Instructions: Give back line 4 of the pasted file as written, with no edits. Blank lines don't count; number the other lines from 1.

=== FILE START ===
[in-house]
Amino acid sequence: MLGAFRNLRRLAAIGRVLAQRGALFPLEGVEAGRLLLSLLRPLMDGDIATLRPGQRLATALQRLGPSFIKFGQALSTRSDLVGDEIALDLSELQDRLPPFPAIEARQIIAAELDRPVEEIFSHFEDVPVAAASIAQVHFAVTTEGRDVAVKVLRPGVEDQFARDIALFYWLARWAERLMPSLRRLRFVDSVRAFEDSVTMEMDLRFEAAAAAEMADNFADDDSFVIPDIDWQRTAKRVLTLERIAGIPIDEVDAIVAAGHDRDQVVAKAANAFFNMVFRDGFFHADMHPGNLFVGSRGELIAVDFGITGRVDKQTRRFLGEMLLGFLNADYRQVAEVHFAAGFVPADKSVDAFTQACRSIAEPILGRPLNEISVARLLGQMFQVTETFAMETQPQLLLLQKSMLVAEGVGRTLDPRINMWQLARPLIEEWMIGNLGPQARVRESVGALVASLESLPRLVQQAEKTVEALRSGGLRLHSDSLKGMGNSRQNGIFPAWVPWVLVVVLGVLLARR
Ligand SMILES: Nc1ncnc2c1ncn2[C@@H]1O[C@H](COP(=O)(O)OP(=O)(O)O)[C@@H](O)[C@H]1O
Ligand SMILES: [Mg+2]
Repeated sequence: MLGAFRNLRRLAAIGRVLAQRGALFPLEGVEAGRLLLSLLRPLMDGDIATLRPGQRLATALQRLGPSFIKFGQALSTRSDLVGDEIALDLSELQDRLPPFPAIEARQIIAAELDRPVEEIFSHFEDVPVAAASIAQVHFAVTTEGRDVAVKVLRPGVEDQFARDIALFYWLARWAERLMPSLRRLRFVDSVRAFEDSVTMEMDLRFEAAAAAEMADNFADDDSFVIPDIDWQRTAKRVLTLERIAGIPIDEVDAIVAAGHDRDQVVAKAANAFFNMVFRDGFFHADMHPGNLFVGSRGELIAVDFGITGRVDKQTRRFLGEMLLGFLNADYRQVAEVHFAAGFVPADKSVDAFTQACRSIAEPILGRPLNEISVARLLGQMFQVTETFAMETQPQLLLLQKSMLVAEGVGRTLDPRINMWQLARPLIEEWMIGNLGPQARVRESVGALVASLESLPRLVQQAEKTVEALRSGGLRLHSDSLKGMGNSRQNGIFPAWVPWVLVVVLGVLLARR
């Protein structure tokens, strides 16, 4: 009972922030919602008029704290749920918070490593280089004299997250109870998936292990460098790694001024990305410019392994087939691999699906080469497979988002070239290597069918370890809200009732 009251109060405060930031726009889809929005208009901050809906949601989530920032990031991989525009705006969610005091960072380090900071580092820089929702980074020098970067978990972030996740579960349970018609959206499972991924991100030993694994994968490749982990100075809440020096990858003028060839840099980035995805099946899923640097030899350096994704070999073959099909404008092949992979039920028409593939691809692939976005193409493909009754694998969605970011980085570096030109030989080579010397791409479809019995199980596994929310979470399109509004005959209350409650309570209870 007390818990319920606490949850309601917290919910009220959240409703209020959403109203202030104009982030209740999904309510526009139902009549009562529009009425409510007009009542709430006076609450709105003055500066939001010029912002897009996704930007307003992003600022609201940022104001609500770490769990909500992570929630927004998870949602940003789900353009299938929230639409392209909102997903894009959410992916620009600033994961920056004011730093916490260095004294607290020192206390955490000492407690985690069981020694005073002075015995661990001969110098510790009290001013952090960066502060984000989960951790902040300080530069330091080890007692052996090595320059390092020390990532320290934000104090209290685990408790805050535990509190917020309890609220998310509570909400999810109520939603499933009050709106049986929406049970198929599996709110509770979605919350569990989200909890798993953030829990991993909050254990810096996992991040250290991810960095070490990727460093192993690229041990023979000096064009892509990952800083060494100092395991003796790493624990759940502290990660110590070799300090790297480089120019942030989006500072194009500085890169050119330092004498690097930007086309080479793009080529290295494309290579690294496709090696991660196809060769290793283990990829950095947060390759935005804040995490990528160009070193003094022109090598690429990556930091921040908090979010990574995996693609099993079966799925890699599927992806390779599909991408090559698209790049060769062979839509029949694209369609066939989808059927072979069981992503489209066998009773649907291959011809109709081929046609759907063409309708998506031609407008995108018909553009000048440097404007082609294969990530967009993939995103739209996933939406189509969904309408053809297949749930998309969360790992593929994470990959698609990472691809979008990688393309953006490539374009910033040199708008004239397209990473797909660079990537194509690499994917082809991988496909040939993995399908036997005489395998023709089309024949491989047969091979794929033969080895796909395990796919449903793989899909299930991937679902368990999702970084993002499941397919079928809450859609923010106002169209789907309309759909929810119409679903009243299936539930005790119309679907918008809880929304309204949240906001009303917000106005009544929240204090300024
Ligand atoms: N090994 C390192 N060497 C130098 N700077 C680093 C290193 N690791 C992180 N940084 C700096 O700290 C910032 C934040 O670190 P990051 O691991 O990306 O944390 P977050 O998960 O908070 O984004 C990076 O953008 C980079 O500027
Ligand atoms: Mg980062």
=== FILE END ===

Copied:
Ligand SMILES: [Mg+2]